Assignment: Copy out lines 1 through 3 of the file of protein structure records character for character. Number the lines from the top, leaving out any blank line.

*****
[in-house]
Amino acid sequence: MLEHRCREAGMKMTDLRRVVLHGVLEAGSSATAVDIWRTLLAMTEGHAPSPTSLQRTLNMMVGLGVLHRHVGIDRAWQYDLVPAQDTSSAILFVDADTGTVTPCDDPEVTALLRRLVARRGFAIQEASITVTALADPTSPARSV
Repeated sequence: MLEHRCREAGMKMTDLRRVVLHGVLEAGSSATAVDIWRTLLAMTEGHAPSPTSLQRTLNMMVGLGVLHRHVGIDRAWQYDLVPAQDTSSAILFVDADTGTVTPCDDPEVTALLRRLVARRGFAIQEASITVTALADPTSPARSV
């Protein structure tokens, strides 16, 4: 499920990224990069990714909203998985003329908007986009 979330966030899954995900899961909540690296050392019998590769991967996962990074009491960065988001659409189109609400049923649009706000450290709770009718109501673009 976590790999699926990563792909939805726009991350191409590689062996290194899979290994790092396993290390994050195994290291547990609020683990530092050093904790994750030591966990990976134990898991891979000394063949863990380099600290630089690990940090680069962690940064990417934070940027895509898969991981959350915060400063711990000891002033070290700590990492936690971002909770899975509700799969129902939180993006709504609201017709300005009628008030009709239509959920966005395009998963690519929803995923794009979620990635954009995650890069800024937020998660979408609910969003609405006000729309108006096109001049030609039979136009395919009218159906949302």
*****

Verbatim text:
[in-house]
Amino acid sequence: MLEHRCREAGMKMTDLRRVVLHGVLEAGSSATAVDIWRTLLAMTEGHAPSPTSLQRTLNMMVGLGVLHRHVGIDRAWQYDLVPAQDTSSAILFVDADTGTVTPCDDPEVTALLRRLVARRGFAIQEASITVTALADPTSPARSV
Repeated sequence: MLEHRCREAGMKMTDLRRVVLHGVLEAGSSATAVDIWRTLLAMTEGHAPSPTSLQRTLNMMVGLGVLHRHVGIDRAWQYDLVPAQDTSSAILFVDADTGTVTPCDDPEVTALLRRLVARRGFAIQEASITVTALADPTSPARSV